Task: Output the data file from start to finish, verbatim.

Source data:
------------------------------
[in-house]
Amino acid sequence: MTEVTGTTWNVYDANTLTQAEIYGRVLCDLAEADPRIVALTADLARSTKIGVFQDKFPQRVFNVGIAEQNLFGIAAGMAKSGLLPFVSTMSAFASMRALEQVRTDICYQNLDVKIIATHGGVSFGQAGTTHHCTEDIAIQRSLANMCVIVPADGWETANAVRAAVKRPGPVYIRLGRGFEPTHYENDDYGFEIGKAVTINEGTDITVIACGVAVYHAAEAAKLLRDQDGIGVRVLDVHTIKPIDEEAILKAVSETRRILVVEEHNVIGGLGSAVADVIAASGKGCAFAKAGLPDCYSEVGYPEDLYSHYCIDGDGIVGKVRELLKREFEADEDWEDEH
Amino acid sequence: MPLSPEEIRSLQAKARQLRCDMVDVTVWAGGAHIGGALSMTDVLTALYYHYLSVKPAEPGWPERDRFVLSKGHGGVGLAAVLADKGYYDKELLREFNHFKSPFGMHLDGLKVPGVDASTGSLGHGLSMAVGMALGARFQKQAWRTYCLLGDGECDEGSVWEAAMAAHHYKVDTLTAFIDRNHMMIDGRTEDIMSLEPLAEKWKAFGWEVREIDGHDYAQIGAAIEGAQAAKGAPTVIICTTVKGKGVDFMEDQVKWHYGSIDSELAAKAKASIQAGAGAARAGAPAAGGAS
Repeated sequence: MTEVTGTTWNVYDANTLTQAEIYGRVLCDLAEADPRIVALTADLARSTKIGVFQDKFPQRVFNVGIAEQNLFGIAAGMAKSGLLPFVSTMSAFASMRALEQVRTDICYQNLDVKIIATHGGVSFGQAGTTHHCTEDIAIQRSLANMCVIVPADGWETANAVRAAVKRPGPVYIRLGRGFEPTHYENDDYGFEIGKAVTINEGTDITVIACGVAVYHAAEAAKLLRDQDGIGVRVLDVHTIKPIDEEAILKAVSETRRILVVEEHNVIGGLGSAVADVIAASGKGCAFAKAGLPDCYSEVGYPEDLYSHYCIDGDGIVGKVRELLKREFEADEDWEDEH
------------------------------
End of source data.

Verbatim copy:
[in-house]
Amino acid sequence: MTEVTGTTWNVYDANTLTQAEIYGRVLCDLAEADPRIVALTADLARSTKIGVFQDKFPQRVFNVGIAEQNLFGIAAGMAKSGLLPFVSTMSAFASMRALEQVRTDICYQNLDVKIIATHGGVSFGQAGTTHHCTEDIAIQRSLANMCVIVPADGWETANAVRAAVKRPGPVYIRLGRGFEPTHYENDDYGFEIGKAVTINEGTDITVIACGVAVYHAAEAAKLLRDQDGIGVRVLDVHTIKPIDEEAILKAVSETRRILVVEEHNVIGGLGSAVADVIAASGKGCAFAKAGLPDCYSEVGYPEDLYSHYCIDGDGIVGKVRELLKREFEADEDWEDEH
Amino acid sequence: MPLSPEEIRSLQAKARQLRCDMVDVTVWAGGAHIGGALSMTDVLTALYYHYLSVKPAEPGWPERDRFVLSKGHGGVGLAAVLADKGYYDKELLREFNHFKSPFGMHLDGLKVPGVDASTGSLGHGLSMAVGMALGARFQKQAWRTYCLLGDGECDEGSVWEAAMAAHHYKVDTLTAFIDRNHMMIDGRTEDIMSLEPLAEKWKAFGWEVREIDGHDYAQIGAAIEGAQAAKGAPTVIICTTVKGKGVDFMEDQVKWHYGSIDSELAAKAKASIQAGAGAARAGAPAAGGAS
Repeated sequence: MTEVTGTTWNVYDANTLTQAEIYGRVLCDLAEADPRIVALTADLARSTKIGVFQDKFPQRVFNVGIAEQNLFGIAAGMAKSGLLPFVSTMSAFASMRALEQVRTDICYQNLDVKIIATHGGVSFGQAGTTHHCTEDIAIQRSLANMCVIVPADGWETANAVRAAVKRPGPVYIRLGRGFEPTHYENDDYGFEIGKAVTINEGTDITVIACGVAVYHAAEAAKLLRDQDGIGVRVLDVHTIKPIDEEAILKAVSETRRILVVEEHNVIGGLGSAVADVIAASGKGCAFAKAGLPDCYSEVGYPEDLYSHYCIDGDGIVGKVRELLKREFEADEDWEDEH